Disney’s track record of adapting their properties to the big screen, be it animated classics or beloved theme park attractions, is mixed at best. For every CNDERELLA or PIRATES OF THE CARIBBEAN that build on an IP exponentially, there are lesser entries like DUMBO and JUNGLE CRUISE that do not. And for some reason, Disney just cannot properly recreate the fun and spirit (ahem, spirits?) of their parks’ most popular ride – the Haunted Mansion. They’ve tried with various TV specials, they gave it a good go in a movie with Eddie Murphy 20 years ago, and now, there’s a new, big screen adaptation entitled HAUNTED MANSION premiering in theaters this week. And yet, this one fails too.
Why is the beloved property so hard to adapt? In a word? Kids.
Disney’s need to appeal to the all-family market makes for a scary movie with no terror, too little wit, and almost no edge. The ride has plenty of scares, devilish wit, and angsty dread, but the Disney execs seemed to have determined that the film must not have anything too adult so they’ve watered down all those elements that make the ride so fun.
Additionally, other misguided choices are evident at every turn. There are plenty of expensive CGI ghosts, but none of them are particularly interesting. The dialogue, delivered by accomplished comic talents like Tiffany Haddish, Owen Wilson, and Danny DeVito, feels homogenized with even their ad-libs having a pulled-punch quality to them. And any sense of dread or threatening death never feels part of the equation here. Instead, the players get tossed about like bean bags with nary an injury, and chatter by the main villainous ghost (voiced by Jared Leto, though you’d never know it) about wanting one more soul to reach 1000 in the mansion feels like little more than empty talk. And what’s with the awful wigs they’ve given Dawson to wear throughout the film? It’s inexplicable.
Shockingly, the one thing in the film that works fairly well is the lead performance by LaKeith Stanfield. He plays Ben, a down-on-his-luck paranormal expert slumming as a tour guide of haunted sites in New Orleans. Ben is hired by a new resident named Gabbie (Rosario Dawson) who purchased the dilapidated mansion to turn it into a bed & breakfast. As Ben investigates the history of the house, he develops a rapport with both Gabbie and her moody son Travis (Chase Dillon) and there are some charming moments there as Stanfield makes for a low-key but wry leading man. And even when Gabbie’s mansion is overrun by crazy characters trying to fight off the ghosts, including a sarcastic medium (Haddish), a crusty local (DeVito), and a sweet priest (Wilson), Stanfield holds his own.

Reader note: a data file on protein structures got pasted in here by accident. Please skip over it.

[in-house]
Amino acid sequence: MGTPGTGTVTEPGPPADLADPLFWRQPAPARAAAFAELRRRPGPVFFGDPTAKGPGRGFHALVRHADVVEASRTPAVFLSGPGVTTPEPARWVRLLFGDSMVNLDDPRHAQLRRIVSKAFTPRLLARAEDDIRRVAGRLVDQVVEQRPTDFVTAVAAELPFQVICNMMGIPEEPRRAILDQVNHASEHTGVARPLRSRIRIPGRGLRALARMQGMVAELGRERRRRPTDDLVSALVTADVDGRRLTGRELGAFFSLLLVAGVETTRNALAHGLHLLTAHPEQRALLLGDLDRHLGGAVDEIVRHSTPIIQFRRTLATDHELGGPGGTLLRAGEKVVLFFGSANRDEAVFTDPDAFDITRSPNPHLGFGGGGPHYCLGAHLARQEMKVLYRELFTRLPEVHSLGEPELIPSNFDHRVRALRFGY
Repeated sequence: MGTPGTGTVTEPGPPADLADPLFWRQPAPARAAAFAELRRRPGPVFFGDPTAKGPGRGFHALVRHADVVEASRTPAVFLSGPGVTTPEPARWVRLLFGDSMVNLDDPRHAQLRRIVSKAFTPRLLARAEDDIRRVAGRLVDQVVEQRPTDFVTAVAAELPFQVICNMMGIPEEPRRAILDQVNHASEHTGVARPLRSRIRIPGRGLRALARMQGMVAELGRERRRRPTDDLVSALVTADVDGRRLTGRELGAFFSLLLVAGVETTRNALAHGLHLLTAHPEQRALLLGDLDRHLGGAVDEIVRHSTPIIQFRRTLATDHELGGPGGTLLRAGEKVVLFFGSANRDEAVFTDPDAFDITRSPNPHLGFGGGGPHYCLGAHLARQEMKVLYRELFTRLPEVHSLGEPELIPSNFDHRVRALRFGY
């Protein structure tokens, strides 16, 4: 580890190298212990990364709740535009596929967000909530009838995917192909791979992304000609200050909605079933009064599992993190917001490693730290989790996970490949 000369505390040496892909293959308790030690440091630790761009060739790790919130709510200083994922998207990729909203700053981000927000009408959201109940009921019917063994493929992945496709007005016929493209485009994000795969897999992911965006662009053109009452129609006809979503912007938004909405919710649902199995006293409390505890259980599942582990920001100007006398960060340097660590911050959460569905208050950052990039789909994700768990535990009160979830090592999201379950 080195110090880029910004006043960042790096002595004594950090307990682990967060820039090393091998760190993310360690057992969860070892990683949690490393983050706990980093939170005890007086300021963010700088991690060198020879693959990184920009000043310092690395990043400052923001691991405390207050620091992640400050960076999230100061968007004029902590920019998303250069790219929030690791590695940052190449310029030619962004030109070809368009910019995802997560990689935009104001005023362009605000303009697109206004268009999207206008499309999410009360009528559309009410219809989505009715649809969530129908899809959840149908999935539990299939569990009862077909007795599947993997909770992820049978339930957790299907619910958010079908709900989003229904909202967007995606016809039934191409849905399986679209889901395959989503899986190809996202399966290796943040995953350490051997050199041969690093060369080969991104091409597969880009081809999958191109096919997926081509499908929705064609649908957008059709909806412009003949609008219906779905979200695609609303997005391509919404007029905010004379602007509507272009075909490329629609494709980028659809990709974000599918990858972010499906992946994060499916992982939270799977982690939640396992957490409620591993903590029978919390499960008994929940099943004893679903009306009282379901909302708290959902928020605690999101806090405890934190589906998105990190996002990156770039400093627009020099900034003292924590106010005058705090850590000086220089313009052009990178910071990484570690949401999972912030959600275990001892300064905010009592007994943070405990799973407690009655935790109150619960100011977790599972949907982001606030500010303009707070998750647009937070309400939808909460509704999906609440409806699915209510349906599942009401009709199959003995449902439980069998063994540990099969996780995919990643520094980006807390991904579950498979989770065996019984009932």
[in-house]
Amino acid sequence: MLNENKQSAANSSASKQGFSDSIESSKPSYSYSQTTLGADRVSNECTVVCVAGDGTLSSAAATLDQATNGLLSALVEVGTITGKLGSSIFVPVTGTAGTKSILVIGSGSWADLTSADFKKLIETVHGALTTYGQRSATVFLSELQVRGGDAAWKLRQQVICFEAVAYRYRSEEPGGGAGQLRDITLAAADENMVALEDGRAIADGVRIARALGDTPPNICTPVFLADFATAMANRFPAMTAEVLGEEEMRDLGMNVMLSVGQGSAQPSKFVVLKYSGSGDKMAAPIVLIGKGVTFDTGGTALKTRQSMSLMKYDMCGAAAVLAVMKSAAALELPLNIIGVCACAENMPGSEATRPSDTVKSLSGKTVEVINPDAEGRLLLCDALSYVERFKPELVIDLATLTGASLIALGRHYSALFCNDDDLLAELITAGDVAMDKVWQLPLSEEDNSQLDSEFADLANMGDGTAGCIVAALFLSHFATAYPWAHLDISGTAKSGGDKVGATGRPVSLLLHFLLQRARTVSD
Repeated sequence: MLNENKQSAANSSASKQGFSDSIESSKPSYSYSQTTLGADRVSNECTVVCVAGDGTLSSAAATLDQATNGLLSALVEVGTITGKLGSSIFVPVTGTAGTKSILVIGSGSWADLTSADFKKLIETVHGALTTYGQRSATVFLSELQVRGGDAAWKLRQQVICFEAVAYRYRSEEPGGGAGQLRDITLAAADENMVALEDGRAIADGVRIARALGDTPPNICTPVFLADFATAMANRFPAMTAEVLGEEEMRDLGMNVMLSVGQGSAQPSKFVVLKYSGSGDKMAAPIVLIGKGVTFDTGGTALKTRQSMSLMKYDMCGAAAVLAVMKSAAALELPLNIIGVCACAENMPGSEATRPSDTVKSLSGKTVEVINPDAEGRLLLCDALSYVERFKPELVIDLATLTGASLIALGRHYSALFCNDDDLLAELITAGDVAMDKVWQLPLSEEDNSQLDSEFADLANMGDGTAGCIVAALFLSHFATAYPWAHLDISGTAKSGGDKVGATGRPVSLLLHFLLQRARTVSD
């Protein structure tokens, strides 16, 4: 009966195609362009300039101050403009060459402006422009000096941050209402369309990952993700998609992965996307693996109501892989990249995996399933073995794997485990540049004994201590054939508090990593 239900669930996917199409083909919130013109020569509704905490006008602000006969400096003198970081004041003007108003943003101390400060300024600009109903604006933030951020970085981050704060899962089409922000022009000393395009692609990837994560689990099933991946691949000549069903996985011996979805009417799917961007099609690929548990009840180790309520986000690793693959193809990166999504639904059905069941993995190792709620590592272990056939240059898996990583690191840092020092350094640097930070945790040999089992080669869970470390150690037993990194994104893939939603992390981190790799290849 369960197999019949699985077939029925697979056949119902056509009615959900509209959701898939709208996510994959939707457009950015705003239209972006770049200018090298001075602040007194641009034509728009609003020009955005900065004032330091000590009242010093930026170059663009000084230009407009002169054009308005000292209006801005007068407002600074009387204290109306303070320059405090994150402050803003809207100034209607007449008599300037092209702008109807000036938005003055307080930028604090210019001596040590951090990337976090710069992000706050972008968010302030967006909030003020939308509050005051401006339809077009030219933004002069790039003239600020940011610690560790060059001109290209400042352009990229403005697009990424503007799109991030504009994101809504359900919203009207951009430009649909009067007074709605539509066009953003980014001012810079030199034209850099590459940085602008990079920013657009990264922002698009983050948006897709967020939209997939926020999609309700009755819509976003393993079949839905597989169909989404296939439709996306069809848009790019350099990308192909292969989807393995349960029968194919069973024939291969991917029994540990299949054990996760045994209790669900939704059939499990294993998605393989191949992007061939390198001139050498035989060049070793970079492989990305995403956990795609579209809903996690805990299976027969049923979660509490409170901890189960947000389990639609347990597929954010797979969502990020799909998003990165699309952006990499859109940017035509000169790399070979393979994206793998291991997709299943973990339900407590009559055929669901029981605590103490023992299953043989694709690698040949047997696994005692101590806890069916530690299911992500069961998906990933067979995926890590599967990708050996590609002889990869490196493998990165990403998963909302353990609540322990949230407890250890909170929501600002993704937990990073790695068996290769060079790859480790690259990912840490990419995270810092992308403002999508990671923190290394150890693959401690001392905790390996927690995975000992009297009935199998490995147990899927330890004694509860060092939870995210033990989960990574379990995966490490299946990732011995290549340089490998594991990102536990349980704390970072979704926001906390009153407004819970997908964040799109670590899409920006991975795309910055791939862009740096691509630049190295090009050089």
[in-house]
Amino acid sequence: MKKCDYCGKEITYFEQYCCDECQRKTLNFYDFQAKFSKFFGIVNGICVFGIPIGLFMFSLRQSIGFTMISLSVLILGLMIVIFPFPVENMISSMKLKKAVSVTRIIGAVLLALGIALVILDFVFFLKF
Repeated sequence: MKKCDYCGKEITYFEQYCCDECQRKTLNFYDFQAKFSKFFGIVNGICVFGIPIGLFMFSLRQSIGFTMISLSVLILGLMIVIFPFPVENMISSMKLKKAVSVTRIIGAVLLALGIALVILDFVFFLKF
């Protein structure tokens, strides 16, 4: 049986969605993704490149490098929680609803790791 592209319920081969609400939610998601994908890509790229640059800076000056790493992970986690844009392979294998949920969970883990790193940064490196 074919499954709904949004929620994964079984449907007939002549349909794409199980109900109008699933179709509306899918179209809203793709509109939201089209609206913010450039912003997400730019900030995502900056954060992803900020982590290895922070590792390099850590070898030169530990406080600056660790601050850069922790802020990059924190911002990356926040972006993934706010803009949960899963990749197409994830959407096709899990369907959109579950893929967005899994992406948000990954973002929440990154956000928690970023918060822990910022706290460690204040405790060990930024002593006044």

Screenwriter Katie Dippold has done edgier work with her script for 2013’s THE HEAT and her employment as the executive story editor on the TV series PARKS & RECREATION. She seems forced to use her dialogue to cover a lot of exposition to ensure the kiddies are keeping up with all the twists and turns. And director Justin Semien seems handcuffed too. He created the sharp Netflix adaptation of DEAR WHITE PEOPLE, but here he seems overwhelmed juggling all the visual effects and stunts to deliver a cogent or provocative frightener.
Filmmaker Guillermo del Toro was once interested in doing an R-rated adult take on this Disney property, but my guess is that execs vetoed his idea because it would be too inaccessible for younger audiences. That’s a shame because the ride deserves an adaptation that properly plays up the sense of eerie dread throughout the ride, not to mention its sophisticated macabre humor.
Indeed, the scariest part of this adaptation is how once again, it’s a missed opportunity to bring to the screen a truly effective fright fest. Where’s the horror here? It’s all just a spoof of frighteners, and a rather lame one at that. Children in the audience may find some of it amusing, and maybe even a bit scary, but for discriminating adult audiences, this compromised exercise doesn’t stand a ghost of a chance.